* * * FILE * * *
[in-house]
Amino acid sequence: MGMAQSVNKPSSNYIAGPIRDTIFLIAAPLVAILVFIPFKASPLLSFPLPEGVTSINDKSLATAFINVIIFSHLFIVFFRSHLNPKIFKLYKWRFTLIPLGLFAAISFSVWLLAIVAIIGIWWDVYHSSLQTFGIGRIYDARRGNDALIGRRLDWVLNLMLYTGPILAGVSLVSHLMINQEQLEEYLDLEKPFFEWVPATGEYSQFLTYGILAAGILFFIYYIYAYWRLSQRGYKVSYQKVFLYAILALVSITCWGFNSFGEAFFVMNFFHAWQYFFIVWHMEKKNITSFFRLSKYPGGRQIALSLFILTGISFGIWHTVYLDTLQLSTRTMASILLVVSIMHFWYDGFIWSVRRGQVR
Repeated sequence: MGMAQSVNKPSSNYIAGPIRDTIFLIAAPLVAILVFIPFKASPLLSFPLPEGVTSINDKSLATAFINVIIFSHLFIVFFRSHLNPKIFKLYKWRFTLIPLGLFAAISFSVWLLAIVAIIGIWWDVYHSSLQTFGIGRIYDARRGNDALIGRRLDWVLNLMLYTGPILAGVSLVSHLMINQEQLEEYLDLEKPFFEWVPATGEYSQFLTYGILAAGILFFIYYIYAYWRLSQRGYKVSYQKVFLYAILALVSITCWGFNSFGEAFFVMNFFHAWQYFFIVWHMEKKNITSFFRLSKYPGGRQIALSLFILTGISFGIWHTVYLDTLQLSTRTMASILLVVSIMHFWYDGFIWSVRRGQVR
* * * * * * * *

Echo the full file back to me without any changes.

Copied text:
[in-house]
Amino acid sequence: MGMAQSVNKPSSNYIAGPIRDTIFLIAAPLVAILVFIPFKASPLLSFPLPEGVTSINDKSLATAFINVIIFSHLFIVFFRSHLNPKIFKLYKWRFTLIPLGLFAAISFSVWLLAIVAIIGIWWDVYHSSLQTFGIGRIYDARRGNDALIGRRLDWVLNLMLYTGPILAGVSLVSHLMINQEQLEEYLDLEKPFFEWVPATGEYSQFLTYGILAAGILFFIYYIYAYWRLSQRGYKVSYQKVFLYAILALVSITCWGFNSFGEAFFVMNFFHAWQYFFIVWHMEKKNITSFFRLSKYPGGRQIALSLFILTGISFGIWHTVYLDTLQLSTRTMASILLVVSIMHFWYDGFIWSVRRGQVR
Repeated sequence: MGMAQSVNKPSSNYIAGPIRDTIFLIAAPLVAILVFIPFKASPLLSFPLPEGVTSINDKSLATAFINVIIFSHLFIVFFRSHLNPKIFKLYKWRFTLIPLGLFAAISFSVWLLAIVAIIGIWWDVYHSSLQTFGIGRIYDARRGNDALIGRRLDWVLNLMLYTGPILAGVSLVSHLMINQEQLEEYLDLEKPFFEWVPATGEYSQFLTYGILAAGILFFIYYIYAYWRLSQRGYKVSYQKVFLYAILALVSITCWGFNSFGEAFFVMNFFHAWQYFFIVWHMEKKNITSFFRLSKYPGGRQIALSLFILTGISFGIWHTVYLDTLQLSTRTMASILLVVSIMHFWYDGFIWSVRRGQVR